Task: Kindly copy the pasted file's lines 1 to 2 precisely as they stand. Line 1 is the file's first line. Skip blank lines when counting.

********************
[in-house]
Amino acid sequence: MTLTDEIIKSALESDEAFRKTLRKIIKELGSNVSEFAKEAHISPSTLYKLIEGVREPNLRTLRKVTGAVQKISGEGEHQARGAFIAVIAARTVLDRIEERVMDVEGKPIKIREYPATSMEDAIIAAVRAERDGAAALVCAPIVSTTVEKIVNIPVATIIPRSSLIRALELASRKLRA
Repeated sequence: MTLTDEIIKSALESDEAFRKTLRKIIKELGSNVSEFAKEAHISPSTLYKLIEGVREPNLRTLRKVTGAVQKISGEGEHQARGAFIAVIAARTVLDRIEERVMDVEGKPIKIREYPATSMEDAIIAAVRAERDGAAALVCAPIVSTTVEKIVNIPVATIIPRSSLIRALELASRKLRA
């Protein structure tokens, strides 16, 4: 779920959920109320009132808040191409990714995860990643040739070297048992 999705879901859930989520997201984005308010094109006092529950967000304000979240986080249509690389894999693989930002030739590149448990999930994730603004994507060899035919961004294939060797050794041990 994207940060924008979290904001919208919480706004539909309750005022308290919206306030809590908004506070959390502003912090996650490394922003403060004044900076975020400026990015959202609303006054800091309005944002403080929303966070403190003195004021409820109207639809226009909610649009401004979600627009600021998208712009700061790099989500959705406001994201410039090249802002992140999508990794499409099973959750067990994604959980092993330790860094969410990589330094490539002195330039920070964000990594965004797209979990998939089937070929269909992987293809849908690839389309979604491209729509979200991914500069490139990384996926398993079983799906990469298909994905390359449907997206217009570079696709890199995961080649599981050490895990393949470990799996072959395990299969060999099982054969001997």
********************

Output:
[in-house]
Amino acid sequence: MTLTDEIIKSALESDEAFRKTLRKIIKELGSNVSEFAKEAHISPSTLYKLIEGVREPNLRTLRKVTGAVQKISGEGEHQARGAFIAVIAARTVLDRIEERVMDVEGKPIKIREYPATSMEDAIIAAVRAERDGAAALVCAPIVSTTVEKIVNIPVATIIPRSSLIRALELASRKLRA